Boris Johnson has repeatedly refused to rule out suspending Parliament in order to stop MPs blocking a no-deal Brexit.
But his team have sought to play down speculation that he could prorogue Parliament in late October – effectively a temporary shutdown – ahead of a Queen’s Speech in early November.
– What is prorogation?
Prorogation is the formal process that signals the end of a parliamentary session and brings nearly all Westminster business – including most legislation – to a close.
MPs will only usually return to the Commons when a new parliamentary session begins, marked by the State Opening of Parliament and the Queen’s Speech.
– Why might a new prime minister prorogue Parliament?
If Mr Johnson believed that the best way to deliver his commitment to leave the EU on October 31 was to do so without a negotiated deal, he could face stiff opposition from MPs.
While it remains the legal default for the UK to leave the EU on October 31, any motions passed by MPs calling for an extension to the deadline – or the revocation of Article 50, effectively stopping the clock – would carry significant symbolic and political weight that would be hard for a prime minister to ignore.
But if MPs are not in the Commons, they would not be able to pass any wrecking motions designed to block Brexit.
– Has a prime minister done anything similar before?
Parliament has not been prorogued by a government as a means of circumventing opposition to government policy since 1948 under Clement Attlee.
He took the step in order to bypass opposition in the House of Lords to the Parliament Bill, which limited their powers.
– Why is it so controversial?
Not only does it shut MPs out of the process, it would also drag the Queen into a political row.
Formally it is the monarch who prorogues Parliament, and asking the Queen to endorse such a move would create a constitutional crisis.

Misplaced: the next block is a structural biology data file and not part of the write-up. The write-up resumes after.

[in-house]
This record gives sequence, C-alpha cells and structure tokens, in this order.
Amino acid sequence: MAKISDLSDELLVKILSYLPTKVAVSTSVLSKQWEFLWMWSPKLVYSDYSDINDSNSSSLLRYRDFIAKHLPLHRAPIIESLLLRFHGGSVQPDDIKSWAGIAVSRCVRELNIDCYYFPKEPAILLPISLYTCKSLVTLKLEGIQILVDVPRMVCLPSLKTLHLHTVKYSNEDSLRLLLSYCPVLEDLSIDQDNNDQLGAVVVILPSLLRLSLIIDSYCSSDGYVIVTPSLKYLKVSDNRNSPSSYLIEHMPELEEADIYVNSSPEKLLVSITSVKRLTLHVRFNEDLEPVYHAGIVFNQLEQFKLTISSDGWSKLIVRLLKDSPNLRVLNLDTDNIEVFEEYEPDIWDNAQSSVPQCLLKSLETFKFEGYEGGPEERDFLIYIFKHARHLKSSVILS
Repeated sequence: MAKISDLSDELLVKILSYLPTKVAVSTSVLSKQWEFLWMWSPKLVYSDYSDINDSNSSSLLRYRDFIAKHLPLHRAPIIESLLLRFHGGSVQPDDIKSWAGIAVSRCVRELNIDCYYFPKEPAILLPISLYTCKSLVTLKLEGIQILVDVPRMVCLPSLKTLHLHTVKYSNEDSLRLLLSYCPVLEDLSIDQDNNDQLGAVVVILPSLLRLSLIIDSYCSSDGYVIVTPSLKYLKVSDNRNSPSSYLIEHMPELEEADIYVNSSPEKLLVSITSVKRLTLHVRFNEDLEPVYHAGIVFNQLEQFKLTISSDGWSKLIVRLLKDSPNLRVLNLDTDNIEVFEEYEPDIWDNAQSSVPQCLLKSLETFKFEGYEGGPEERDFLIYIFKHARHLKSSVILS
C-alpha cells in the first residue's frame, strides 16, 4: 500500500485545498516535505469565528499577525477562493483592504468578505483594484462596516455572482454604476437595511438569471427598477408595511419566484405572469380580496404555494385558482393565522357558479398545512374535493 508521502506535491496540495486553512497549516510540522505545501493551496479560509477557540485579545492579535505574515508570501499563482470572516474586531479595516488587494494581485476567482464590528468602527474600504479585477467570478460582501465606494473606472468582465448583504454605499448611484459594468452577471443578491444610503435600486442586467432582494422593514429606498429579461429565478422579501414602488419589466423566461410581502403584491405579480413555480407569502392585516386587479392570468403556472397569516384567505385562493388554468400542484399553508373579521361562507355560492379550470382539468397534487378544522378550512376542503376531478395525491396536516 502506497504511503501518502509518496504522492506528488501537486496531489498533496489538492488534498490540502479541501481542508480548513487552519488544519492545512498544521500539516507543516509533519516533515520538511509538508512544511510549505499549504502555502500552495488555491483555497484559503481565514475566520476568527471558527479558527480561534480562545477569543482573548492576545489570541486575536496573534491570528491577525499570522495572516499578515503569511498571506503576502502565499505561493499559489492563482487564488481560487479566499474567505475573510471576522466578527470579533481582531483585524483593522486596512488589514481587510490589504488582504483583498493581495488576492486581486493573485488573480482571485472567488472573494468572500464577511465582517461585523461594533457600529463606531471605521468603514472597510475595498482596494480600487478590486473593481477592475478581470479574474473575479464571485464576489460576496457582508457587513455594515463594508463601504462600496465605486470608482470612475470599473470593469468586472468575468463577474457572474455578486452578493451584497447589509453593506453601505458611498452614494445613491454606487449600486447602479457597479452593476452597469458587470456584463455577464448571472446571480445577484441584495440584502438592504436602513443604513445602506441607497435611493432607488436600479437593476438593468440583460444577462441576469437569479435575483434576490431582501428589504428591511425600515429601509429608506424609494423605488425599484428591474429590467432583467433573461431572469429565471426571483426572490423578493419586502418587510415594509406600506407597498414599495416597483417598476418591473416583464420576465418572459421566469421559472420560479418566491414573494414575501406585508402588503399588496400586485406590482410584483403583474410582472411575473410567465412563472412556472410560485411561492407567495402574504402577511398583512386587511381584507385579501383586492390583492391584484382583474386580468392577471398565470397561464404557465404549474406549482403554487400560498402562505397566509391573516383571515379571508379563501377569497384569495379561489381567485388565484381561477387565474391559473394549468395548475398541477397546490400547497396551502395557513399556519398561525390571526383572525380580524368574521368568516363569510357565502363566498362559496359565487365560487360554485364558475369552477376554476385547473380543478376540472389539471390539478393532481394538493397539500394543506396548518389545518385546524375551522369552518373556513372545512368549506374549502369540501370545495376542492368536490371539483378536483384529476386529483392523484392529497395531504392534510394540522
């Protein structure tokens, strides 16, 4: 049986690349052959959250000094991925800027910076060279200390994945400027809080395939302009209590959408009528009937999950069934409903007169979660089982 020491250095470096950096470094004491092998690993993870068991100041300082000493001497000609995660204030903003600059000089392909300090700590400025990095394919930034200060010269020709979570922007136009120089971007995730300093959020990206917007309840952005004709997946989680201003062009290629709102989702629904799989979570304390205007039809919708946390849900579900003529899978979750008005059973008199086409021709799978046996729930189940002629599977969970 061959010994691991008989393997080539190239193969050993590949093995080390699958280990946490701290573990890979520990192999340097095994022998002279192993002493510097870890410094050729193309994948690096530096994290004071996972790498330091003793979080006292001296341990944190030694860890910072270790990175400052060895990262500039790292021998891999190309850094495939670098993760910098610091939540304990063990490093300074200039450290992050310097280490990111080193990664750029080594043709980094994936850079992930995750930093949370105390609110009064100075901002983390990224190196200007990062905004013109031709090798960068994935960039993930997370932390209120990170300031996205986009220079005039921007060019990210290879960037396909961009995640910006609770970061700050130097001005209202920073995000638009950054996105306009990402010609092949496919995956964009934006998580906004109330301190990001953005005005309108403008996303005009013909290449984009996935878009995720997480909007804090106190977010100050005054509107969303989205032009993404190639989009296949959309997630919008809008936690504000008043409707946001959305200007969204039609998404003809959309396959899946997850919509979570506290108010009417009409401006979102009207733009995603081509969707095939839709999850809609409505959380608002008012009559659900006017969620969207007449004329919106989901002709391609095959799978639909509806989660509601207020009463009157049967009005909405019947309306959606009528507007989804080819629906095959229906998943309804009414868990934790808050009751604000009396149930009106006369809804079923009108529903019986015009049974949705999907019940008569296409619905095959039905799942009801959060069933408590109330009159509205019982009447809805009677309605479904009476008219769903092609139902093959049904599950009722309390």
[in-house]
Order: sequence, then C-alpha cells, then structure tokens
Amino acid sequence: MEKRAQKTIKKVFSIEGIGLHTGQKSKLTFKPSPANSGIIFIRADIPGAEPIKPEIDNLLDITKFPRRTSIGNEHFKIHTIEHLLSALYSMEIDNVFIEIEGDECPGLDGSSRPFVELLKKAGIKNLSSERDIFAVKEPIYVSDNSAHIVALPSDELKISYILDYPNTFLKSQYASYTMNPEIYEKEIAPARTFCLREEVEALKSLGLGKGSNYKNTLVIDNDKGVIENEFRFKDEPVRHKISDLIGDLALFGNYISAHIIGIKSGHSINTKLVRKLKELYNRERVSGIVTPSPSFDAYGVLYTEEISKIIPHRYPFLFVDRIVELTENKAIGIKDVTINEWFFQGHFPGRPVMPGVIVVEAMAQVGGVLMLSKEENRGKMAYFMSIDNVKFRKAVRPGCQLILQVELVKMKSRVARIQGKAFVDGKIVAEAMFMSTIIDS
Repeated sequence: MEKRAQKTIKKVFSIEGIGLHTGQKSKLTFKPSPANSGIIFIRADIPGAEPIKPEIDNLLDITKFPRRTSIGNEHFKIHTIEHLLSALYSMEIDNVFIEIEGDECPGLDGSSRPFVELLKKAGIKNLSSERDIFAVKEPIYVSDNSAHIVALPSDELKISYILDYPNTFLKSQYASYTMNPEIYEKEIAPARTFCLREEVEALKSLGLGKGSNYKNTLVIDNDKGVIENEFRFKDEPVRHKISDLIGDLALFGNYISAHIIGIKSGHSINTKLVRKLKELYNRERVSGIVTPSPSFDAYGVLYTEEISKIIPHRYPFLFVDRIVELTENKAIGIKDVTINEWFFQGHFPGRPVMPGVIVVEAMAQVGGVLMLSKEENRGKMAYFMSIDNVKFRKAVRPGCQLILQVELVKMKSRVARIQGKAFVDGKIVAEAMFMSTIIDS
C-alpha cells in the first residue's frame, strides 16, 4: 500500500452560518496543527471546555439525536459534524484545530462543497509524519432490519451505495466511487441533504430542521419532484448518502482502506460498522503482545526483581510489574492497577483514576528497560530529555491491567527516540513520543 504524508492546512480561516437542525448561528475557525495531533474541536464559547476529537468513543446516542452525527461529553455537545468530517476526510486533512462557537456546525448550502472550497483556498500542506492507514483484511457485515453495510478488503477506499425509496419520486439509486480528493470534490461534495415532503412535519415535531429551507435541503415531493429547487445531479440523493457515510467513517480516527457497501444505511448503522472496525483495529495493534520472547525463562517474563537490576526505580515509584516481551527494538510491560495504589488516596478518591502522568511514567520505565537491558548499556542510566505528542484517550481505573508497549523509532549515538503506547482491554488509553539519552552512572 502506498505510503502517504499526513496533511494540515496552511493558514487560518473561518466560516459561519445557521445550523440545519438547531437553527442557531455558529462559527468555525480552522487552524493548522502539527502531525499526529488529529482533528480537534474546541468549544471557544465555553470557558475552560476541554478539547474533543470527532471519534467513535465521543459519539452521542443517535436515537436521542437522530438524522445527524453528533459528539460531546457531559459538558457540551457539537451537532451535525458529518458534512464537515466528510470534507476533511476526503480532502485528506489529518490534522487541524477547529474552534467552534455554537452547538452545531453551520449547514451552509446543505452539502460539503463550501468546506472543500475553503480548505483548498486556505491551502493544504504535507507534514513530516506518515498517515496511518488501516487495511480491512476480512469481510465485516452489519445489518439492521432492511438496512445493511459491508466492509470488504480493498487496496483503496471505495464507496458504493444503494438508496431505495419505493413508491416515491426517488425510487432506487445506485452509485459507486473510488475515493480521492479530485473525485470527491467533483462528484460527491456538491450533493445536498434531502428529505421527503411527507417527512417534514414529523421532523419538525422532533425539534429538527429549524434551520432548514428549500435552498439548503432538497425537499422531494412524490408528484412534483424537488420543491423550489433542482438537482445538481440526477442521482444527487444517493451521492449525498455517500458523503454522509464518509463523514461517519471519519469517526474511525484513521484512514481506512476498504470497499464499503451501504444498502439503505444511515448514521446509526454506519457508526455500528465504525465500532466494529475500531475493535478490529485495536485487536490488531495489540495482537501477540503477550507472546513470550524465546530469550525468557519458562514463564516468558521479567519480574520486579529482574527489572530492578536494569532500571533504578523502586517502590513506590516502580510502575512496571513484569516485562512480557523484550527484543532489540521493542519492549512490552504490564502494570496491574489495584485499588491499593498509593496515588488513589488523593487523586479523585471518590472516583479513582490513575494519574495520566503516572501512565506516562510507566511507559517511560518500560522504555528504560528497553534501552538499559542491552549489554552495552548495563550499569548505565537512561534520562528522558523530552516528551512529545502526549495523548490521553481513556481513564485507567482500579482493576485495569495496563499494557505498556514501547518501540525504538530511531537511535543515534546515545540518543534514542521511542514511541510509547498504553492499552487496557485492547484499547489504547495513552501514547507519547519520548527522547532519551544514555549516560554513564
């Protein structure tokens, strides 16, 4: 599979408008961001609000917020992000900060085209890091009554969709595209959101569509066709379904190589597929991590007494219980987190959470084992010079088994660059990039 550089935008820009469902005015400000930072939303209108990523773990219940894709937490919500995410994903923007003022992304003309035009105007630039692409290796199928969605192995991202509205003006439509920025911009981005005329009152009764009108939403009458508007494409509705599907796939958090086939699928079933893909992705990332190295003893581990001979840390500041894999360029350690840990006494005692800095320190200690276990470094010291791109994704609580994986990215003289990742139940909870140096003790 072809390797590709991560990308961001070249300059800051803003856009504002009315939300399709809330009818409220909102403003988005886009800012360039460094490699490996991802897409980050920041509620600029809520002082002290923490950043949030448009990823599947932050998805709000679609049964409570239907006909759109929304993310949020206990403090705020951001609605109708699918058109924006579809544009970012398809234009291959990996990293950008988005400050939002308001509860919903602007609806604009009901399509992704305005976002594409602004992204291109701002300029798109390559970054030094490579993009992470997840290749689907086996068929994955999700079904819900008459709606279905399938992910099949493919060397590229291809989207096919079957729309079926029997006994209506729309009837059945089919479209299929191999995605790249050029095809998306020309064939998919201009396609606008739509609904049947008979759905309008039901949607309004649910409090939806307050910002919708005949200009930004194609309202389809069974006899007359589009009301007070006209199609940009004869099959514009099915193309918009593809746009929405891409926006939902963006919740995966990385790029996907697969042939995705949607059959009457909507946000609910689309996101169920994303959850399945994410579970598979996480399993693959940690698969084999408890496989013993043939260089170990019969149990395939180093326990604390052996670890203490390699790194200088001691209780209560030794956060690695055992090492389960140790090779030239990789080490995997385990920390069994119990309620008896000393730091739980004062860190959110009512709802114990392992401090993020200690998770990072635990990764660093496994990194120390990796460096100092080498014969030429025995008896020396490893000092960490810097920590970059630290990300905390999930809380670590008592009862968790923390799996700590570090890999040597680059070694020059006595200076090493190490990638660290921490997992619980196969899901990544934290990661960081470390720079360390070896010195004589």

Senior ministers opposed to prorogation have suggested that Speaker John Bercow could simply carry on sitting in the Commons and invite MPs to turn up and pass their own motions – effectively creating a rebel government.
– What has Mr Johnson said on the issue?
He has previously said he is not going to take any option off the table and it would be “absolutely bizarre at this stage in the negotiations for the UK – yet again – to be weakening its own position”.
On the prospect of an October prorogation, a source close to the campaign told PA the team was “discussing everything as an option”, but Mr Johnson wanted to secure a deal with Brussels and avoid a no-deal exit.
– What about his critics?
Mr Johnson’s Tory leadership rival, Jeremy Hunt, said: “When that has happened in the past, when Parliament has been shut down against its will, we actually had a civil war.”
Former prime minister Sir John Major has threatened legal action if Mr Johnson attempts to go down that route.
“I seem to recall that the Brexiteers, led by Mr Johnson, actually campaigned in the referendum for the sovereignty of Parliament,” he said. “They can’t be concerned for the sovereignty of Parliament except when it is inconvenient to Mr Johnson.”